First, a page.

If you haven’t seen the news then you need to plug in and listen up. The wildly successful 1990s/2000s franchise based on The Matrix is getting an official sequel and the internet is exploding. Reports state that Keanu Reeves and Carrie Anne Moss are returning with Lana Wachowski to cause black leather latex-clad chaos, which has taken the internet by surprise and by storm.
With all this buzz in the air, it is worth looking back to the beginning. What made The Matrix movies such a behemoth in an era before Marvel and DC even really got their footing? These are the reasons the original, The Matrix, is still some of the best sci-fi out there, and why The Matrix 4 needs to return to its roots.
The Matrix Revealed
In the first scene, we meet a hacker, known only by his handle “Neo”, wallowing in the cyberpunk hacker slacker subculture. He is quite abruptly confronted with the fact that his entire world is a lie. Through some beautifully enigmatic characters and plot points, we are introduced to the concept of a dystopian future where humans exist as a power source for a race of evil robots. All humans, apart from a small group of rebels, are kept docile by plugging them into the “matrix”. Neo must come to terms with his new reality, his new abilities, and the burden of being “The One”.
The Hero The Matrix Deserves
Time and again Hollywood has proven that no matter how much mind-blowing CGI you cram into a film, you can’t tell a great story without a relatable hero. Through most of The Matrix the protagonist Neo is completely baffled by the reality in which he finds himself. All of the fantastically freaky functions and possibilities of this virtual world are brand new to him, and us. In subsequent films, The Matrix Reloaded and The Matrix Revolutions, Neo lost his sense of wonder and disbelief, and with it, he lost the ability to truly connect with the audience. There is a reason the most memorable line from the entire trilogy is “…woah”.
Two Worlds, One Movie
The Matrix was an introduction to a drastically dystopian future. It took on the task of building two worlds that were separate but directly linked. The film paid homage to this by spending an adequate amount of time in both the real world and the virtual one. This gave a sense of a full and well-rounded universe and reminded us that what happened in one world could have dramatic effects on the other.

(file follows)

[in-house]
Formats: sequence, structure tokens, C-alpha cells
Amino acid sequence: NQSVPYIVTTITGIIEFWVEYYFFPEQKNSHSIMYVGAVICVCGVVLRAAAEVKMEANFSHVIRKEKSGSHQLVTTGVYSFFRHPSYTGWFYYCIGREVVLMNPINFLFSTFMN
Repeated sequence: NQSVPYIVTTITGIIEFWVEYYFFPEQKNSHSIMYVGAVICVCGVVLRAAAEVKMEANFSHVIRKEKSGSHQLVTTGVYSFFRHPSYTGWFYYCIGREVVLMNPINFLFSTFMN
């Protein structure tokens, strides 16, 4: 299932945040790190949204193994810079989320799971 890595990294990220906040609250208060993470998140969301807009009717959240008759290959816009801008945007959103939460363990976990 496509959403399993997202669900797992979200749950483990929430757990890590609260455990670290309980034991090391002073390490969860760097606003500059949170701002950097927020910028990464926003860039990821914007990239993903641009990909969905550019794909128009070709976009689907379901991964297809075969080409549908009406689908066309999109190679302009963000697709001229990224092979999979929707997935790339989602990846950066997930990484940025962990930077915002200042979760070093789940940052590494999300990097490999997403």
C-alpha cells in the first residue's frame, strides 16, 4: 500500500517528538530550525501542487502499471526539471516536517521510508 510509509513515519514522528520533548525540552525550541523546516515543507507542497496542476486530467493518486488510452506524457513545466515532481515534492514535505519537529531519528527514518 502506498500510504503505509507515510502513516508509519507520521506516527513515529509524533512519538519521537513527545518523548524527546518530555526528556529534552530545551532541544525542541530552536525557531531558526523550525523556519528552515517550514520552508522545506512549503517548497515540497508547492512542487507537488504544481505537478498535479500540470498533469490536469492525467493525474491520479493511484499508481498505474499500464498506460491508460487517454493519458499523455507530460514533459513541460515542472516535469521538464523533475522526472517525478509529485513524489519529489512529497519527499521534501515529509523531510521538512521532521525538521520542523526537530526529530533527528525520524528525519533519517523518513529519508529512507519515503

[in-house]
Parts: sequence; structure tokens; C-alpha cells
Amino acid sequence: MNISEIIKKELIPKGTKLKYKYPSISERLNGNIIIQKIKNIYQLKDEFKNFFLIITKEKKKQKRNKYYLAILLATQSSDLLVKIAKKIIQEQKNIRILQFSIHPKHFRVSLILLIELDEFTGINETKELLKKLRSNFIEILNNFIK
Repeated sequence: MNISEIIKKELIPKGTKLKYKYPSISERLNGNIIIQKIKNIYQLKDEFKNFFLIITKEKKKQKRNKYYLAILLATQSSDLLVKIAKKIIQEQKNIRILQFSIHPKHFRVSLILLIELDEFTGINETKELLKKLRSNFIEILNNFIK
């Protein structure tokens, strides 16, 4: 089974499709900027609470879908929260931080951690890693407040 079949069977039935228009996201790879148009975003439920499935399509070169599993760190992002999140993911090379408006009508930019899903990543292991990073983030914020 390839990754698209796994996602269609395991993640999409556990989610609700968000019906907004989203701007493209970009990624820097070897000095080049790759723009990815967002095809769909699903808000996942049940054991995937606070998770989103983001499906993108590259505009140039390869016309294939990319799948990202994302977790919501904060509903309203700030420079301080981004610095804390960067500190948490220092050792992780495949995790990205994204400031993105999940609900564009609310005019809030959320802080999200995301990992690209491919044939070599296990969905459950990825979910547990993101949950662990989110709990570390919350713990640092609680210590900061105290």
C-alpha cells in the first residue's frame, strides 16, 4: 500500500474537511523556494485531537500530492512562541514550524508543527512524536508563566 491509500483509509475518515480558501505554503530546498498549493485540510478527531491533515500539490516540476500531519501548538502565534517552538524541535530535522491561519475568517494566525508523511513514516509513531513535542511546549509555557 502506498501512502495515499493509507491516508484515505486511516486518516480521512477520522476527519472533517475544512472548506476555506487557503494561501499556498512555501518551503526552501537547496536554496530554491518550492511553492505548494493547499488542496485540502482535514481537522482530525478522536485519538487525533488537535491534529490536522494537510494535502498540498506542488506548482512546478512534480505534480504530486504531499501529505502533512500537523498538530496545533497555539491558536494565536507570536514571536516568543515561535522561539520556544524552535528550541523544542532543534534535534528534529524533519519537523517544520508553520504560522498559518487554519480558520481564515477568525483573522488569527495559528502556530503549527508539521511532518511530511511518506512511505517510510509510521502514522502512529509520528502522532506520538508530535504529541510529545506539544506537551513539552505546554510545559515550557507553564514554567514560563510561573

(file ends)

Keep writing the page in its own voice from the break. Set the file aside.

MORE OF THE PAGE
The sequels, unfortunately, were not quite so well rounded. The Matrix Reloaded takes place mostly inside the matrix which makes it easier to forget that there is a real-world to save. The Matrix Revolutions showed us more of the real world, but to keep the excitement going it resorts to the low hanging fruit of giving Neo some random new, and completely unearned, superpowers.
A Matrix of Balanced Effects
One of the biggest reasons for the initial excitement around The Matrix was a direct result of the stunning visuals, exciting action sequences, and filming techniques like “bullet time” used in ways that we just hadn’t seen before. It was easy to be dazzled by the next level (for the time) CGI, but none of it would have worked without the practical effects beneath it.
Real squibs crumbling real (fake) concrete pillars, real vehicles smashing real phone booths, and real actors jumping around in real slow-motion fight scenes. Even within the matrix, the world looks rough and dingy. The sequels forgot about this, showing the matrix as brighter and glossier, abandoning practical effects in favor of some CGI sequences that, while advanced for the time, overreached and wound up looking cartoony.
The Plot Was Just Right
Despite what some might think, the plot still matters in films. Even with the best effects, the coolest characters, and the most saturated color palettes, movies struggle if they don’t have relatable characters and a solid story arc. Some of Warner Bros recent ill-fated attempts to bring the world of DC Comics to life are a testament to that fact.
The Matrix understood this and focused on the story of Neo, a normal guy trying to figure out who he really is and why he can now leap tall buildings in a single bound. The plot felt sensible and contained. The sequels tried to do the same thing, but bigger. As the world, events, and characters expand it became harder to relate to them and their noble cause.
The reputation of The Matrix has suffered slightly over the years, but it is still regarded by many as a pivotal moment in science fiction film making. It was technically revolutionary and still gave us the kind of story we love. The characters were solid and interesting, the world felt fantastic yet grounded, and the concepts were imaginative, if not entirely scientific. Even with its flaws, the original film is easily the best of The Matrix franchise, and future matrix movies would do well to remember that.
Do you agree? Let us know how you feel about The Matrix!
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